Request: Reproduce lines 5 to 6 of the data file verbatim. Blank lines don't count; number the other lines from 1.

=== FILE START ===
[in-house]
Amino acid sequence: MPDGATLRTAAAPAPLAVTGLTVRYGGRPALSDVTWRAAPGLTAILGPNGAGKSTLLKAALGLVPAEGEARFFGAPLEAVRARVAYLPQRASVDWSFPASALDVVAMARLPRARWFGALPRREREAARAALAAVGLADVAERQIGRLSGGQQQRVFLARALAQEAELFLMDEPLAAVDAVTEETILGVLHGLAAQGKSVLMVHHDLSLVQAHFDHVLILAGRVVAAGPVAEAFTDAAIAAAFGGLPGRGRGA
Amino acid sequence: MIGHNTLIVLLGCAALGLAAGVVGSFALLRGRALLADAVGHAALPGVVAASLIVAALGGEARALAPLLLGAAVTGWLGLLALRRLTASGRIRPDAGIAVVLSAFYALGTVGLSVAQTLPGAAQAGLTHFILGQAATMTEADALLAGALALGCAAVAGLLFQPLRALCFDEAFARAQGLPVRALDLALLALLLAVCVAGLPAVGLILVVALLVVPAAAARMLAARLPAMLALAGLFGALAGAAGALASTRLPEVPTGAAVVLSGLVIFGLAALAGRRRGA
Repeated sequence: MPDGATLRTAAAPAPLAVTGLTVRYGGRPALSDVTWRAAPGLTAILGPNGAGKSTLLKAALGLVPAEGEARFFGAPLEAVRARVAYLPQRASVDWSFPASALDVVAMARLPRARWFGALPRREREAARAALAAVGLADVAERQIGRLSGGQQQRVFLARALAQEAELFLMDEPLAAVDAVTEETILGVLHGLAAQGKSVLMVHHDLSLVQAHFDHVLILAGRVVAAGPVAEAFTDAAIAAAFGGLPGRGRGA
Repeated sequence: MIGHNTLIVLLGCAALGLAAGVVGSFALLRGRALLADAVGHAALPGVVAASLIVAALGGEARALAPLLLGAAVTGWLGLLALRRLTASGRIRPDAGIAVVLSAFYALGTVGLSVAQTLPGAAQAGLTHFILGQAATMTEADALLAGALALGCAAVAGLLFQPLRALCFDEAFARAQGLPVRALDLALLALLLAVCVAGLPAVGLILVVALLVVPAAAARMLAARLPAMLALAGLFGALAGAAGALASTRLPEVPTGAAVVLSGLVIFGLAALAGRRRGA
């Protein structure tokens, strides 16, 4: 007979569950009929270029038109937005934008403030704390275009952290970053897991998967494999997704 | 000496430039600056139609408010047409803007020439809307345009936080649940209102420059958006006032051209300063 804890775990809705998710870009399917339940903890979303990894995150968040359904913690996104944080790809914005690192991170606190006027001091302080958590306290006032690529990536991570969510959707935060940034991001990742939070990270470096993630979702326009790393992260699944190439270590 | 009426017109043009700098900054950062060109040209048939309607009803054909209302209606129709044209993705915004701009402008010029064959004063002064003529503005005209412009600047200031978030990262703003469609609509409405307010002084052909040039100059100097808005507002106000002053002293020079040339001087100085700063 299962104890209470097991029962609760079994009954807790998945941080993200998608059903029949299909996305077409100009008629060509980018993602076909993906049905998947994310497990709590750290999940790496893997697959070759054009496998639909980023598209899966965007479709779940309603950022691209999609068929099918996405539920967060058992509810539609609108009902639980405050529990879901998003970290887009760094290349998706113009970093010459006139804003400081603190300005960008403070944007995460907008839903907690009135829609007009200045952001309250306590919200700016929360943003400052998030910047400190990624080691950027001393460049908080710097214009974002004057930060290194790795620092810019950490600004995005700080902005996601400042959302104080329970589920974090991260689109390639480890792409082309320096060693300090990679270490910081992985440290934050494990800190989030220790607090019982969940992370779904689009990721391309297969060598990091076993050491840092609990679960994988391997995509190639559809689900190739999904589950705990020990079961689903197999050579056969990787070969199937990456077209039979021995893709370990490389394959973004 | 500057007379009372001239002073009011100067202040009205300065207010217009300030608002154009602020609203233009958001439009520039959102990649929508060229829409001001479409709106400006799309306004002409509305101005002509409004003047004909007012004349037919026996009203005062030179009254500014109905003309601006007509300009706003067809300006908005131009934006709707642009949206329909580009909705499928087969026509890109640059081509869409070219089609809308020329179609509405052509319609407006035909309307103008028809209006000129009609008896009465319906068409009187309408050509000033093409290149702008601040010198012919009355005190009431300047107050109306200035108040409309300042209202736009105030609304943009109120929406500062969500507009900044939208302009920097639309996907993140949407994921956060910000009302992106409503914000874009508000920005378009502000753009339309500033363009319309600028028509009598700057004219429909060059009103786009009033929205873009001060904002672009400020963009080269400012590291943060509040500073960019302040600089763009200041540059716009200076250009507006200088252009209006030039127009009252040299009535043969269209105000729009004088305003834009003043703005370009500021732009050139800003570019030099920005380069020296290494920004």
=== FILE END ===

Repeated sequence: MIGHNTLIVLLGCAALGLAAGVVGSFALLRGRALLADAVGHAALPGVVAASLIVAALGGEARALAPLLLGAAVTGWLGLLALRRLTASGRIRPDAGIAVVLSAFYALGTVGLSVAQTLPGAAQAGLTHFILGQAATMTEADALLAGALALGCAAVAGLLFQPLRALCFDEAFARAQGLPVRALDLALLALLLAVCVAGLPAVGLILVVALLVVPAAAARMLAARLPAMLALAGLFGALAGAAGALASTRLPEVPTGAAVVLSGLVIFGLAALAGRRRGA
């Protein structure tokens, strides 16, 4: 007979569950009929270029038109937005934008403030704390275009952290970053897991998967494999997704 | 000496430039600056139609408010047409803007020439809307345009936080649940209102420059958006006032051209300063 804890775990809705998710870009399917339940903890979303990894995150968040359904913690996104944080790809914005690192991170606190006027001091302080958590306290006032690529990536991570969510959707935060940034991001990742939070990270470096993630979702326009790393992260699944190439270590 | 009426017109043009700098900054950062060109040209048939309607009803054909209302209606129709044209993705915004701009402008010029064959004063002064003529503005005209412009600047200031978030990262703003469609609509409405307010002084052909040039100059100097808005507002106000002053002293020079040339001087100085700063 299962104890209470097991029962609760079994009954807790998945941080993200998608059903029949299909996305077409100009008629060509980018993602076909993906049905998947994310497990709590750290999940790496893997697959070759054009496998639909980023598209899966965007479709779940309603950022691209999609068929099918996405539920967060058992509810539609609108009902639980405050529990879901998003970290887009760094290349998706113009970093010459006139804003400081603190300005960008403070944007995460907008839903907690009135829609007009200045952001309250306590919200700016929360943003400052998030910047400190990624080691950027001393460049908080710097214009974002004057930060290194790795620092810019950490600004995005700080902005996601400042959302104080329970589920974090991260689109390639480890792409082309320096060693300090990679270490910081992985440290934050494990800190989030220790607090019982969940992370779904689009990721391309297969060598990091076993050491840092609990679960994988391997995509190639559809689900190739999904589950705990020990079961689903197999050579056969990787070969199937990456077209039979021995893709370990490389394959973004 | 500057007379009372001239002073009011100067202040009205300065207010217009300030608002154009602020609203233009958001439009520039959102990649929508060229829409001001479409709106400006799309306004002409509305101005002509409004003047004909007012004349037919026996009203005062030179009254500014109905003309601006007509300009706003067809300006908005131009934006709707642009949206329909580009909705499928087969026509890109640059081509869409070219089609809308020329179609509405052509319609407006035909309307103008028809209006000129009609008896009465319906068409009187309408050509000033093409290149702008601040010198012919009355005190009431300047107050109306200035108040409309300042209202736009105030609304943009109120929406500062969500507009900044939208302009920097639309996907993140949407994921956060910000009302992106409503914000874009508000920005378009502000753009339309500033363009319309600028028509009598700057004219429909060059009103786009009033929205873009001060904002672009400020963009080269400012590291943060509040500073960019302040600089763009200041540059716009200076250009507006200088252009209006030039127009009252040299009535043969269209105000729009004088305003834009003043703005370009500021732009050139800003570019030099920005380069020296290494920004």